الجمعة، 16 مارس، 2012

Albrecht Altdorfer (1480-1538



















































Albrecht Altdorfer (1480-1538
Albrecht Altdorfer (c. 1480 - February 12, 1538) was a German painter, engraver and architect of the Renaissance working in Regensburg. Along with Lucas Cranach the Elder and Wolf Huber he is regarded to be the main representative of the so called Danube School setting biblical and historical subjects against landscape backgrounds of expressive colours. As an artist also making small intricate engravings he is seen to belong to the Nuremberg Little Masters.
He acquired an interest in art from his father, Ulrich Altdorfer, who was a painter and miniaturist. At the start of his career, he won public attention by creating small, intimate modestly scaled works in unconventional media and with eccentric subject matter. He settled in the free imperial city of Regensburg, a town located on the Danube River in 1505, eventually becoming the town architect and a town councillor. His first signed works date to c. 1506, including engravings and drawings such the Stygmata of St. Francis and St. Jerome." His models were niellos and copper engravings from the workshops of Jacopo de Barbari and Albrecht Dürer.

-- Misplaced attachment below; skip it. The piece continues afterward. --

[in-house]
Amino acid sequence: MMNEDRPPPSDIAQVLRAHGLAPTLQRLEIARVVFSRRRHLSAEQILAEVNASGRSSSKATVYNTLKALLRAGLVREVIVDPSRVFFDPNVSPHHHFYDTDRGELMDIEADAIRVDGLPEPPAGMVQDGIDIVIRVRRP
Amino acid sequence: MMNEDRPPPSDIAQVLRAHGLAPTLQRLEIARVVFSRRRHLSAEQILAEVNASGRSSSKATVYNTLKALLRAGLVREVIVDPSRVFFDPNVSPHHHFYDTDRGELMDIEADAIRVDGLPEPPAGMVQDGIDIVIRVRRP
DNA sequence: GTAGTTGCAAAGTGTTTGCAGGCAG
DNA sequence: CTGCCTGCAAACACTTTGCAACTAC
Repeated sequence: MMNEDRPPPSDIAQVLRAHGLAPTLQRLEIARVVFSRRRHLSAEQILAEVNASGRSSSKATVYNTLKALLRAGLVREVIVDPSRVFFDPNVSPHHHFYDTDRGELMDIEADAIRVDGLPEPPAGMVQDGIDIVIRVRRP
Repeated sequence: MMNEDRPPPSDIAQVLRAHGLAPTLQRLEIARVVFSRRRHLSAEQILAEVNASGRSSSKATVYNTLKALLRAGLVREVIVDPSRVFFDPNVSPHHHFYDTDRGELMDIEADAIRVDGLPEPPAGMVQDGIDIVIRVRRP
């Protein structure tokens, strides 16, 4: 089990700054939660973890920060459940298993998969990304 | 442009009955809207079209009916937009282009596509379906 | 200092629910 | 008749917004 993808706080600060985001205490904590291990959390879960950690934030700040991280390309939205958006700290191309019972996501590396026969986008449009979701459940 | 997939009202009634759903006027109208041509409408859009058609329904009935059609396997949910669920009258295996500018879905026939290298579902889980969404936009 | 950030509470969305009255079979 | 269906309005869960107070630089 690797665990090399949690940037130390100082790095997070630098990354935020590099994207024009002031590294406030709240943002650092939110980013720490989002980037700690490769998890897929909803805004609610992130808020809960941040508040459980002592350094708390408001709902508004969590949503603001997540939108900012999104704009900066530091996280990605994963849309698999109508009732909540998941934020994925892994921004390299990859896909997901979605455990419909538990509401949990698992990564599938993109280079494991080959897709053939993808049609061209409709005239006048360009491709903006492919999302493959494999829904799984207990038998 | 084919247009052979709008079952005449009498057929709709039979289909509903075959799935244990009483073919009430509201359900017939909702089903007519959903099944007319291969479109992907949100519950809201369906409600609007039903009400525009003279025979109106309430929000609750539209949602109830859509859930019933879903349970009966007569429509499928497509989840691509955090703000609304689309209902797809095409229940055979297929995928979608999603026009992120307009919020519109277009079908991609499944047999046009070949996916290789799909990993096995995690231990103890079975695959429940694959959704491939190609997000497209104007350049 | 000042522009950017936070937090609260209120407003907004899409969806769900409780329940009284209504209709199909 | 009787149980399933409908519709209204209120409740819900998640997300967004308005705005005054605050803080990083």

Around 1511 or earlier, he travelled down the river and south into the Alps, where the scenery moved him so deeply that he became the first landscape painter in the modern sense,[1] making him the leader of the Danube School, a circle that pioneered landscape as an independent genre, in southern Germany. From 1513 he was at the service of Maximilian I in Innsbruck, where he received several commissions from the imperial court. During the turmoil of the Protestant Reformation, he dedicated mostly to architecture; paintings of the period, showing his increasing attention to architecture, include the Nativity of the Virgin.
In 1529 he executed The Battle of Alexander at Issus for Duke William IV of Bavaria. In the 1520s he returned to Regensburg as a wealthy man, and became a member of the city's council. He was also responsible for the fortifications of Regensburg.
In that period his works are influenced by artists such as Giorgione and Lucas Cranach, as shown by his Crucifixion. In 1535 he was in Vienna, where he painted the small panel of St. George in the Forest (Laubwald mit dem Heiligen Georg).
He died at Regensburg in 1538.
The remains of Altdorfer's surviving work comprises 55 panels, 120 drawings, 125 woodcuts, 78 engravings, 36 etchings, 24 paintings on parchment, and fragments from a mural for the bathhouse of the Kaiserhof in Regensburg. This production extends at least over the period 1504-1537. He signed and dated each one of his works.

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